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V8 BRutes

1821 Views 0 Replies 1 Participant Last post by  Aussie Falcon
Bruce McMahon
Courier Mail 18-07-2001

THE tail's wagging the dog as Gary "Growler" Young hustles the white ute through the last right-hand turn on to the front straight. With flair and a flick on the wheel, Young has got the back end out, a little bit of oversteer for show. He straightens and the 5.7-litre V8 opens up and up, rev limiter at 5500rpm, touching fifth and closing on 190km/h as the straight swings right.

Into the back right-hander, a longish corner, and the Pirellis are howling blue murder. But there's grip and the SS Holden's out and up through the gears before a stab at the brakes, back down the gears, turn, scream, straighten and away.

The tyre noise is pronounced because the rest of the ute is so quiet. After all, it's back to work on Monday, a CD in the slot and tools in the back.

These are Australia's own rumbling, tumbling V8 roadsters -- homegrown Ford and Holden utes -- which have fired up the country's race fans in a spectacular new production series.

Commodore and Falcon utilities, long-time market foes, are now locked in a tyre-spinning duel across a six-round championship.

It ends with a meeting on the mountain when the V8 BRute Muster takes on Mount Panorama in three non-championship races on the first weekend in October, a support series for the classic Bathurst 1000.

These are quick machines with a surprising amount of race-track handling. And plenty of fun, inside or out.

Young, a Melbourne construction manager, is hooked.

"I've got a real passion for driving and I'm just loving this," Young says.

"These things are close to a race car on the track. It fits in with our business and our sponsors. Even when you put the things out on display, people go off."

Young and Melbourne businessman Rod "Redline" Wilson are BRute evangelists.

Wilson has been behind the wheel of competition cars and now is distributing Pirelli race tyres.

"I wanted to get into something low-key, something where I wasn't competing with customers," Wilson said. "But in all my racing I've never heard crowds yelling and screaming on the last lap. This ute racing has struck a real nerve. "

Part of the success of this 21st century Holden-Ford battle is the simplicity of the rules. The utes are modified only for racing safety and reliability, plus keeping the performance equal. There are brake and suspension modifications, plus a competition clutch, limited-slip differential and performance exhaust.

A Motec engine computer cuts the Holden's power a little and lifts the Ford's 5-litre a tad. The result is that both V8s pump out about 220kW. Engines are checked and sealed.

The only individual changes permitted are tyre pressures and wheel alignments. The tyres are treaded Pirellis, road-going tyres used for club competitions.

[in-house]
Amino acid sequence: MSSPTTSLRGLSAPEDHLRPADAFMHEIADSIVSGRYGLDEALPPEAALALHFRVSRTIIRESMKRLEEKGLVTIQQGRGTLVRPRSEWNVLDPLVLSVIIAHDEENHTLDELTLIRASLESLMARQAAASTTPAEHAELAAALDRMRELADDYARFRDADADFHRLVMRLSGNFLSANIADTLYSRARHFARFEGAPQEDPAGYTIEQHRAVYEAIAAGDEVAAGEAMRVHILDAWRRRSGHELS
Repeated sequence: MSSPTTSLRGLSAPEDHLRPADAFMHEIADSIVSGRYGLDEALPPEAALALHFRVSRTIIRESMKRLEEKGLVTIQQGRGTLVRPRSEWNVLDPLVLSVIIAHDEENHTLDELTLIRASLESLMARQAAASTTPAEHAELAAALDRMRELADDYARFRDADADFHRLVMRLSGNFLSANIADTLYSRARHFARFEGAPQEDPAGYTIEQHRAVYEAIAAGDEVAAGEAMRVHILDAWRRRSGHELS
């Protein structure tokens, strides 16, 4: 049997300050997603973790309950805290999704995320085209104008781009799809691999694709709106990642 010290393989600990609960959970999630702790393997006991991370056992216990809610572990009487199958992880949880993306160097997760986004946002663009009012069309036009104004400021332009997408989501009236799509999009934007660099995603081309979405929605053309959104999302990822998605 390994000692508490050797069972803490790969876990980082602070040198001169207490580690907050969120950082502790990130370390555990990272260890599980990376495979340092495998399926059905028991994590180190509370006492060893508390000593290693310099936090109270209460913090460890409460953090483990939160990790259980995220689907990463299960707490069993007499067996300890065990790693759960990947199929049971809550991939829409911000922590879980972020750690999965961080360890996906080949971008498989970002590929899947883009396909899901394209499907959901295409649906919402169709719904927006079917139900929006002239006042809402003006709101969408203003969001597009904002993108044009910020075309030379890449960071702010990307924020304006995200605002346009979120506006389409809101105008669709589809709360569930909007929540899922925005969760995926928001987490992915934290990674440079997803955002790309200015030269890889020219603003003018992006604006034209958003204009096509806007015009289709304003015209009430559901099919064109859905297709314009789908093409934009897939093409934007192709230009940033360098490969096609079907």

It's about a $30,000 package on top of the new SS or XR8 workhorse SS.

Wilson uses his Commodore as a work ute, driving it home at night. He rolled up to Melbourne's Calder Park recently with a ute-load of Pirelli tyres for the Prancing Horse Ferrari team of Nations Cup cars.

He unloaded the rubber then heaved his briefcase, grabbed his helmet and did 15 laps before heading back to work.

It is a labour of love this BRute racing business. Race on Sunday, work on Monday.


QUEENSLAND ute lovers can catch the BRute Muster on Sunday at Queensland Raceway, outside Ipswich.

The racing, part of the 2001 PROCAR Series weekend with Nations Cup exotica and GTP production cars, will be

complemented by a ute muster with prizes and parades for winning vehicles in eight categories. Entry is free and can be made by completing an entry form at

Race-day ticket are $25 for adults and $15 for pensioners and 13-18-year-olds.

Children aged under 12 are admitted free.

Saturday entry is $15.

THE Ford-Holden battle has raged from the bush to Bathurst for decades.

In recent seasons, the Commodore has outsold the Falcon -- except in the showroom ute showdown. Here the AU, and now the AU II, have reigned supreme. Good looks, handy capacity and a host of clever ideas saw the AU ute of 1999 take off like a scalded cat.

Early this year, Holden replied with the stunning, all-new VU utility, the first new Holden ute in a decade.

Last year, 13,698 Falcon utes hit the highways and byways, compared with 6361 VS Holden utes. Last month it was 1730 Falcons to 1048 Holdens.

On the road there is little to separate the pair. Both are quick and comfortable, most appreciated in the 5.7-litre V8 SS Commodore and the 5-litre XR8 Falcon. The Holden produces 225kW; the Ford now has 220kW.

Both utes look good to great. The AU II with XR gear is a little sharper and more aggressive in its approach; the SS Commodore ute has a flowing style.

The Falcon is a mite quicker on turn in. The rear is obedient and can be held easily on the throttle and steering wheel.

The Commodore's ride is perhaps a little plusher. There's more understeer and the independent rear, while perhaps more foolproof, settles at its own pace.

Each appeals as a good-looking vehicle for work and play -- the Ford leaning toward the work side of the equation, the Holden to the recreational side.

The XR8 comes in at $36,009; the SS Commodore ute is $37,050.
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